Journalist | Writer | Analyst
The Prime Minister’s speech in Parliament on Wednesday on Pakistan and terrorism was one of the finest I’ve seen him make… I can’t say he has brought complete clarity to a policy that is still contradictory and confused but he has opened up room for the government to be more flexible and innovative in the months ahead. And given the hysterical response which greeted Sharm el-Sheikh, that is no mean achievement…
30 July 2009
A confident Manmohan opens space for flexible response
New Delhi: The Prime Minister’s authoritative statement in Parliament on relations with Pakistan accomplished the impossible: answering hardline critics in India fearful of the resumption of dialogue while not compromising the domestic credibility of his potential interlocutors across the border or hurting the prospects for peace between the two countries.
In being equally mindful of his Pakistani audience, Manmohan Singh was returning a favour to Yusuf Raza Gilani. Soon after his Sharm el-Sheikh meeting, the Indian Prime Minister had told Parliament the joint statement’s reference to delinking action on terror from the composite dialogue process did not mean talks would automatically be resumed. Rather than publicly join issue, the Pakistani Prime Minister had graciously told reporters — much to the consternation of hardliners there — that “whatever [Dr. Singh] said on the floor of the House … is what we agreed.”
That is why Dr. Singh was careful to emphasise on Wednesday the need for India to make sincere efforts to live in peace with Pakistan, to reach “an honourable settlement of the problems between us,” to keep channels open. “Unless we want to go to war with Pakistan, dialogue is the only way out,” he asserted at the end of his speech, “but we should do so on the basis of ‘trust but verify’.”
Despite feverish media speculation about the Congress having washed its hands of his latest initiative, Dr. Singh spoke with the full backing of the Treasury benches as he rebutted the Opposition’s charges and defended the joint statement of July 17. If proof was needed of how effective his intervention on Pakistan was, BJP MP Sushma Swaraj, who rose to question him as soon as he had finished speaking, provided it. Ms. Swaraj, who only last week had referred to the joint statement as “shameful”, kept quiet on the subject this time around, asking only for clarifications on the government’s stand on climate change and reprocessing.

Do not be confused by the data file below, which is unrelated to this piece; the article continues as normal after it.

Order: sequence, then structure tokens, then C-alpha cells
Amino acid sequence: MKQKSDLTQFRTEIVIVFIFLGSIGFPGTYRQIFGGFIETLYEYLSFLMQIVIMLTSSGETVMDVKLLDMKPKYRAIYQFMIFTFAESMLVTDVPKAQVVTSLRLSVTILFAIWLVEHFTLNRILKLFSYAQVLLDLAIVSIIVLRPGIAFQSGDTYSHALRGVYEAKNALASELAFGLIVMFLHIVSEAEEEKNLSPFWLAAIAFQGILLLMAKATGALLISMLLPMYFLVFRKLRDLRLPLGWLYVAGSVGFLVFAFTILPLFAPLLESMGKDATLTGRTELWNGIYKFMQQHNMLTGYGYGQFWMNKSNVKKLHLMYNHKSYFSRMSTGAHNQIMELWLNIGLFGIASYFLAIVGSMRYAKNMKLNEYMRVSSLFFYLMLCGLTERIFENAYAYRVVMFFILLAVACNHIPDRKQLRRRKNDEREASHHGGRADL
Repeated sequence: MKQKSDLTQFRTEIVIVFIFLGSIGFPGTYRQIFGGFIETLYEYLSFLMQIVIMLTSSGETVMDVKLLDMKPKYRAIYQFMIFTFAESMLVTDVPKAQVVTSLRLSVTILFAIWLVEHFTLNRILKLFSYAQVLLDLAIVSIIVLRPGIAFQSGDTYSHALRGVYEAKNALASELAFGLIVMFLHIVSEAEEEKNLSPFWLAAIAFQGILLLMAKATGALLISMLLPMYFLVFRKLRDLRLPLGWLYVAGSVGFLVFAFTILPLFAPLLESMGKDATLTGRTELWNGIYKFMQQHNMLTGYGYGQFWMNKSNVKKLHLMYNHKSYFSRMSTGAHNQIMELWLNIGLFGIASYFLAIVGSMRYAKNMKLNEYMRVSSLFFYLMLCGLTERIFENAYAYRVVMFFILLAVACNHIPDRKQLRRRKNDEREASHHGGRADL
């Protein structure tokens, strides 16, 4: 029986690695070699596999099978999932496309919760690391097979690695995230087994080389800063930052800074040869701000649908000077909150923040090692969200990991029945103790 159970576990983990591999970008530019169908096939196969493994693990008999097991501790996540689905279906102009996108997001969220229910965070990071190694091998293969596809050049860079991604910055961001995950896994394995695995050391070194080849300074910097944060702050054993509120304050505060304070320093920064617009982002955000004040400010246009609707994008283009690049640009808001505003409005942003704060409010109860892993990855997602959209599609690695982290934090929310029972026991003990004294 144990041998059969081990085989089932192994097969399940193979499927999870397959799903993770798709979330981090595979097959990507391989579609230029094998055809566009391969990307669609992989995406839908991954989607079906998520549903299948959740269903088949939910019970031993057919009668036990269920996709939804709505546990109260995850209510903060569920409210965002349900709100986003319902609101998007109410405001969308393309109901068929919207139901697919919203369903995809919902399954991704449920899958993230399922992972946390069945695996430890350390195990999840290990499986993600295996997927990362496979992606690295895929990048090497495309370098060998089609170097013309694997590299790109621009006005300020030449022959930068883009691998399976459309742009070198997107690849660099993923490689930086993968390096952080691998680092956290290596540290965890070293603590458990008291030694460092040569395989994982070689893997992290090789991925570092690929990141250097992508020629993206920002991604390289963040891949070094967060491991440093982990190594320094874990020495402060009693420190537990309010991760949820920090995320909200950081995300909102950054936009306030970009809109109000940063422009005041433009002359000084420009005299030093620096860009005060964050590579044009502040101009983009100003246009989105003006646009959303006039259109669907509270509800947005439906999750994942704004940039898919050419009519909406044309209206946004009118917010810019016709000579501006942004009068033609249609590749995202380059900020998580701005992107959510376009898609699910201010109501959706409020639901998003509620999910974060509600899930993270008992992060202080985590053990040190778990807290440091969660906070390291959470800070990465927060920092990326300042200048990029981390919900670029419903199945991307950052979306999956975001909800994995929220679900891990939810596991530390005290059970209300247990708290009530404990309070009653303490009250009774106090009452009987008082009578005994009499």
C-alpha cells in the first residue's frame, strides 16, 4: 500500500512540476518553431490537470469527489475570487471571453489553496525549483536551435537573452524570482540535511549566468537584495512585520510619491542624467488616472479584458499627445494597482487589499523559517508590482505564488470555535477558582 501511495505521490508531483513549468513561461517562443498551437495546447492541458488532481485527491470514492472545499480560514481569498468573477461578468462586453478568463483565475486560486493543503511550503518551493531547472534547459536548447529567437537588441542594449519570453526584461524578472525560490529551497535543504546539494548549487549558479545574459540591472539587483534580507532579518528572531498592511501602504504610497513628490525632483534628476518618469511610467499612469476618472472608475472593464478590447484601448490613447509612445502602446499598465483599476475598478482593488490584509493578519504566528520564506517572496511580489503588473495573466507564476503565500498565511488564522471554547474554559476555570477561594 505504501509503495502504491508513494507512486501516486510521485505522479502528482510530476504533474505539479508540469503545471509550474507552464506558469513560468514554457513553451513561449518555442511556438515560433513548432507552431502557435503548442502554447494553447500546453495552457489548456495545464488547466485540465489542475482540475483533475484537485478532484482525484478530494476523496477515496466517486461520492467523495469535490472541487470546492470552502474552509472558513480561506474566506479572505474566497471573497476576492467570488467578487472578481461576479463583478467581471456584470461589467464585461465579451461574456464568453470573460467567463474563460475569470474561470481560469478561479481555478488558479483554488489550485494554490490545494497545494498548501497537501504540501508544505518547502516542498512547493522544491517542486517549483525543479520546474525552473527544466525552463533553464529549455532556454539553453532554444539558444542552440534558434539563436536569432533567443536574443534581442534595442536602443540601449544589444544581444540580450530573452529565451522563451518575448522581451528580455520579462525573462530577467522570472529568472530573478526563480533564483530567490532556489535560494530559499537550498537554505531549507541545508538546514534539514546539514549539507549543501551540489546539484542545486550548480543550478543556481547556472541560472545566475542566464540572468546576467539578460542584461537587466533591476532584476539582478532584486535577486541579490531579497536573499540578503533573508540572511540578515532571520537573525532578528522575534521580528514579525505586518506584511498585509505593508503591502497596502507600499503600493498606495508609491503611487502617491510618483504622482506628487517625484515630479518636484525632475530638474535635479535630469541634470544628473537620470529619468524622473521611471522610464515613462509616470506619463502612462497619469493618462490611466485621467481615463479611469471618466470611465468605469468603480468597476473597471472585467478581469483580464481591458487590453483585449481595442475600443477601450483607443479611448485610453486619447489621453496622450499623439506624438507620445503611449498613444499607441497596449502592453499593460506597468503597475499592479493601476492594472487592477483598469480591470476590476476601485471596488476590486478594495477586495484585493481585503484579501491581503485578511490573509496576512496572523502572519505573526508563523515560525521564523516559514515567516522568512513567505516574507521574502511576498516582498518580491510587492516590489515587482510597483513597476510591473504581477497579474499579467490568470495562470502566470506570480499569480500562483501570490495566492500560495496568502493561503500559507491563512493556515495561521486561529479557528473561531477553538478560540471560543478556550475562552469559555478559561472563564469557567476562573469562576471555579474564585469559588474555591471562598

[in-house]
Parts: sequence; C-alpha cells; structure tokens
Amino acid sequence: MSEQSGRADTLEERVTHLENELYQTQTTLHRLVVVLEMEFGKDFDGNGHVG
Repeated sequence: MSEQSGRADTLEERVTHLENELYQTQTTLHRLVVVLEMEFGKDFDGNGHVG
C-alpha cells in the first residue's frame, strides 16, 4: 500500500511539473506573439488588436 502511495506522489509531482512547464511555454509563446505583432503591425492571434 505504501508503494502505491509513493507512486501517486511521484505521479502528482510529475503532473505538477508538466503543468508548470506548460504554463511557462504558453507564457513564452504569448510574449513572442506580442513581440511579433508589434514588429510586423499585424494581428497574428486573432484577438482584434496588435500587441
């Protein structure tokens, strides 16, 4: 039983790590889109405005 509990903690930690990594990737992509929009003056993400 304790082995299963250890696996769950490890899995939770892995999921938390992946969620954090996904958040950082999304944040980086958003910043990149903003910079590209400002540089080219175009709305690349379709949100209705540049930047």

In the fullness of time, Dr. Singh’s response to the debate will be seen as a potential game changer in India’s official discourse on Pakistan, especially his emphasis on the inevitability of engagement, his clarity on the fact that the alternative to dialogue was war, his fear that the absence of direct talks with Pakistan would allow foreign powers to get involved in the region to India’s detriment, and his recognition of the need to strengthen Pakistan’s civilian leaders.
On all these points, the Prime Minister is far ahead of the “national mood” that retired diplomats and generals still fighting the battles of the past have created on our TV channels. Of course, as far as the here and now is concerned, Dr. Singh stressed that the only practical agreement in Sharm el-Sheikh had been for the two foreign secretaries and foreign ministers to meet. The composite dialogue, he said, would have to wait.
But if there is going to be no immediate change of policy, the Prime Minister was also keen to emphasise the significance of Pakistan admitting for the first time that its territory had been used for terrorist acts against India. This, he reminded the Opposition, was more than the BJP-led National Democratic Alliance government had managed to achieve. Recounting the setbacks like Kargil, the Kandahar hijacking and the terrorist attack on Parliament which followed the NDA’s peace initiatives in Lahore and Agra, Dr. Singh nevertheless praised Atal Bihari Vajpayee for the courage he had shown as Prime Minister in not giving up the quest for “permanent peace.”
He was also generous enough to acknowledge that the Pakistani dossier on Mumbai, handed over before Sharm el- Sheikh, had allowed India to move forward because it showed Islamabad had begun to act against some of the terrorists involved. Of course, the dossier “showed progress, though not adequate progress” in addressing India’s concerns and he hoped Islamabad would do more.
It is clear that resumption of dialogue is very much on the horizon but India will calibrate the pace of engagement to the degree to which Islamabad moves ahead on its commitments to act against terror.
Through his intervention, however, the Prime Minister has steered the bilateral relationship away from the dead-end to which the Opposition’s arguments would have sent it and created room for the government to be more flexible in its approach.